Book Notes: Michel Houellebecq’s Anéantir

Anéantir will soon appear in an English translation, which is great because it’s a very good book. What I particularly like is that you can read it in 3 different ways:

1. As a straightforward story of a man who lived his whole life in a sterile, lonely jail of liberal beliefs and then suddenly discovered that it’s in the conservative values that you can find life, love, and happiness. But he discovered it when it was already too late.

2. As a metaphor for France or the Western civilization experiencing an agony before it dies forever. Paul symbolized France, and his greatest horror is to lose his capacity to speak. The descriptions of Paul’s agony are very heavy but whoever heard of cute, pleasant agony?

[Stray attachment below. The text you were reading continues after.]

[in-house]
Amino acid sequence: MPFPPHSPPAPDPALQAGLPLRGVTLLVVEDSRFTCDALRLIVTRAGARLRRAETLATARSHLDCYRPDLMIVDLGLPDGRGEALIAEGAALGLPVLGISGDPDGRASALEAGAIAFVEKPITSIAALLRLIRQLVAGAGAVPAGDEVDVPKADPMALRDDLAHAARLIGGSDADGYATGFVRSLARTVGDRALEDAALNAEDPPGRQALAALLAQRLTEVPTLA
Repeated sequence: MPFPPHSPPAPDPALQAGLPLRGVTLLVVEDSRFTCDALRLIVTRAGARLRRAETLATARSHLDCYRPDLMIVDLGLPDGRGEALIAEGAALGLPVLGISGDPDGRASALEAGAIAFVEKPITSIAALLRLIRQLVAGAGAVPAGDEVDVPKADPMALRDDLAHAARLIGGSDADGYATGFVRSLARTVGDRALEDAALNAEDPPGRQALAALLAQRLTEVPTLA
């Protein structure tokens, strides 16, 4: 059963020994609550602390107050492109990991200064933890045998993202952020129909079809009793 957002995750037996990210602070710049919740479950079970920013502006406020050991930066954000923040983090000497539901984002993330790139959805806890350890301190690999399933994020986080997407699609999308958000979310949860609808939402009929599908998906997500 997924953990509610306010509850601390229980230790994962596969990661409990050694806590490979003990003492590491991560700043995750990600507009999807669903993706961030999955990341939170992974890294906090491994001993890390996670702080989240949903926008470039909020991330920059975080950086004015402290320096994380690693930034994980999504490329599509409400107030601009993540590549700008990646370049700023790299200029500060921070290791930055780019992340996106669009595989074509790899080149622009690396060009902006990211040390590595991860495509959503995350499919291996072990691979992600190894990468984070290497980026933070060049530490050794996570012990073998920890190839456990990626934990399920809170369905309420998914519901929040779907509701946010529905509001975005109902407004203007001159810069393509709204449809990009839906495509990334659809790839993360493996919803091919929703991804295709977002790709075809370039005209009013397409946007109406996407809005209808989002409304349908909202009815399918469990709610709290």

3. As part of Houellebecq’s journey as an author that has reached a new and different stage. His characters always search for meaning, and the protagonist of Anéantir actually finds it where he never expected to do so.

The website for the paper version of the book says it’s 700 pages. I have to tell you, though, it didn’t feel like anything that long. It reads very easily in spite of the subject matter getting extremely heavy in the last third. But it’s real literature. And moreover, it’s real French literature, with a lot of sex, cheese, and musings about the meaning of the French revolution.

2 thoughts on “Book Notes: Michel Houellebecq’s Anéantir

  1. So Houllebecq wrote a less politically tone deaf variant of Le Camp des Saints?

    That was the controversial book of the early 1970s when it came to the loss of France and the loss of French identity.

    Liked by 1 person

Leave a Reply

Fill in your details below or click an icon to log in: Logo

You are commenting using your account. Log Out /  Change )

Twitter picture

You are commenting using your Twitter account. Log Out /  Change )

Facebook photo

You are commenting using your Facebook account. Log Out /  Change )

Connecting to %s

This site uses Akismet to reduce spam. Learn how your comment data is processed.